Of course there is a flipside to this coin, of men who adopted female or neutral pen names to write ‘girly’ things like romance novels, or just to be ambiguous.
I found a great quote by male author Sean Thomas in this article.

As I was going to write from a female perspective, I didn’t want to put off any readers who might presume that a male writer could not carry a female voice. So I shifted sex. I became a gender neutral author.

16 Comments

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16 responses to “Initial Impressions

  1. billytheskink

    “R. Lith” is what someone with a lisp might call Robert Wuhl’s insufferable turn-of-the-century HBO sitcom.

    I have nothing else to offer on this strip.

  2. Epicus Doomus

    “Was that you?”…well, that would be a HELL of a coincidence if it wasn’t now, Mindy, wouldn’t it?

  3. The Nelson Puppet

    Glad to see John Lennon is really alive, but man, he let himself go…

  4. The Nelson Puppet

    Batiuk is in a good mood on his blog…”IT’S BOOK SIGNING SEASON!”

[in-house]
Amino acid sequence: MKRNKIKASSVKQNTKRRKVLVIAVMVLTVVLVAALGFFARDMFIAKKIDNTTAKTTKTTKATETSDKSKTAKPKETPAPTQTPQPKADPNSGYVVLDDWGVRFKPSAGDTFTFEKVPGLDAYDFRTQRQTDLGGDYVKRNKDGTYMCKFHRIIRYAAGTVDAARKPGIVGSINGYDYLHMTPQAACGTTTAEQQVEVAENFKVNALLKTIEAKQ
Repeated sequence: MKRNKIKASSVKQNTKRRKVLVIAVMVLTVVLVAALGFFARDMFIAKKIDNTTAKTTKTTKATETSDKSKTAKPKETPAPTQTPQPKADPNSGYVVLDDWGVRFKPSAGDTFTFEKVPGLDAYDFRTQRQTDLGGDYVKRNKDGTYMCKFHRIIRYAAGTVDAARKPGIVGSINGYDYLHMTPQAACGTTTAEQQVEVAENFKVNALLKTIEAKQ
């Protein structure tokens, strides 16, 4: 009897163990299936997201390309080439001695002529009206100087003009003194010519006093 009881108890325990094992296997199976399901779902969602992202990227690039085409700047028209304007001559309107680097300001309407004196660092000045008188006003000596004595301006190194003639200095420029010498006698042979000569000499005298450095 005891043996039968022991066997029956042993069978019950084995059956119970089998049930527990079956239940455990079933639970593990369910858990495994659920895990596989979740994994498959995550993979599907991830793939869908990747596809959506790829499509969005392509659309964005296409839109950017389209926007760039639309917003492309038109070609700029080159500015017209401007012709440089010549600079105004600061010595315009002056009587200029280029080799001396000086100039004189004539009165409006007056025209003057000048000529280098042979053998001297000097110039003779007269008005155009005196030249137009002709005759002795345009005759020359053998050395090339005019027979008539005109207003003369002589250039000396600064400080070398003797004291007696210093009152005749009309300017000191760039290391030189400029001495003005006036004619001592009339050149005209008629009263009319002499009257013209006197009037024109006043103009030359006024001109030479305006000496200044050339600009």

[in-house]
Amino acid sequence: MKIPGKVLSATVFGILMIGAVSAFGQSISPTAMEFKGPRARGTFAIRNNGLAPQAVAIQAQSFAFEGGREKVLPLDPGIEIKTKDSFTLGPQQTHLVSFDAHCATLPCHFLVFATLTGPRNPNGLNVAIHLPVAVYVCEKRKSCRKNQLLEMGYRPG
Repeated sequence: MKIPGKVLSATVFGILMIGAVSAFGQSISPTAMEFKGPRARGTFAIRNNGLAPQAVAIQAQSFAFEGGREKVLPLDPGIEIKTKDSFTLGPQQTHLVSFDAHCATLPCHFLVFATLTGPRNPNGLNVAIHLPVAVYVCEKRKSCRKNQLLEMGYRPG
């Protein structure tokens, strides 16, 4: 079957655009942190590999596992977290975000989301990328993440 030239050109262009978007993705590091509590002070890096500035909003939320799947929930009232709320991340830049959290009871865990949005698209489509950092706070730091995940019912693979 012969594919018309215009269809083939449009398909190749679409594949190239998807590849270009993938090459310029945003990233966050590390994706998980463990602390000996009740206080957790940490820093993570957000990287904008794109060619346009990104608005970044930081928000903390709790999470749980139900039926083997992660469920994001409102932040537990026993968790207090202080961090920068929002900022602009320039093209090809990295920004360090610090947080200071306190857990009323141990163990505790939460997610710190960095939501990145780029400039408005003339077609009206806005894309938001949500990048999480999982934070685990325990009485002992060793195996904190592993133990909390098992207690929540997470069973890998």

5. Paul Jones

    And yet again, Batiuk ignores a whole big swath of comics history because it isn’t what he thinks of as being comics: ROMANCE COMICS. There used to be stacks and stacks of that sort of thing but all he cares about is how Flash is going to use Ridiculous Speed to foil Captain Boomerang.

  6. Gerard Plourde

    This has to be a record for retcons. On Sunday Mindy says “I’ve been a fan of your work in those old books for a really long time.” In today’s strip she’s says “In a lot of my dad’s old comic books there was an artist who signed the work R. Lith…was that you?”

    So which is it?

    • Banana Jr. 6000

      A woman’s name is death on a comic book. So let’s have rwo weeks of comi strips about it.

    • Epicus Doomus

      “I used to read a satirical comic strip whose name escapes me right now, but it was signed “Batiuk”. Was that you?”. I’m going to use this line if and when I get to meet him at one of his signings.

  7. Charles

    Also “R. Lith” isn’t a pseudonym, you idiot. It’s just abbreviating your actual given name in order to disguise the fact that it’s a woman’s name. It’d be a pseudonym if they tried to claim you were named “Robert”.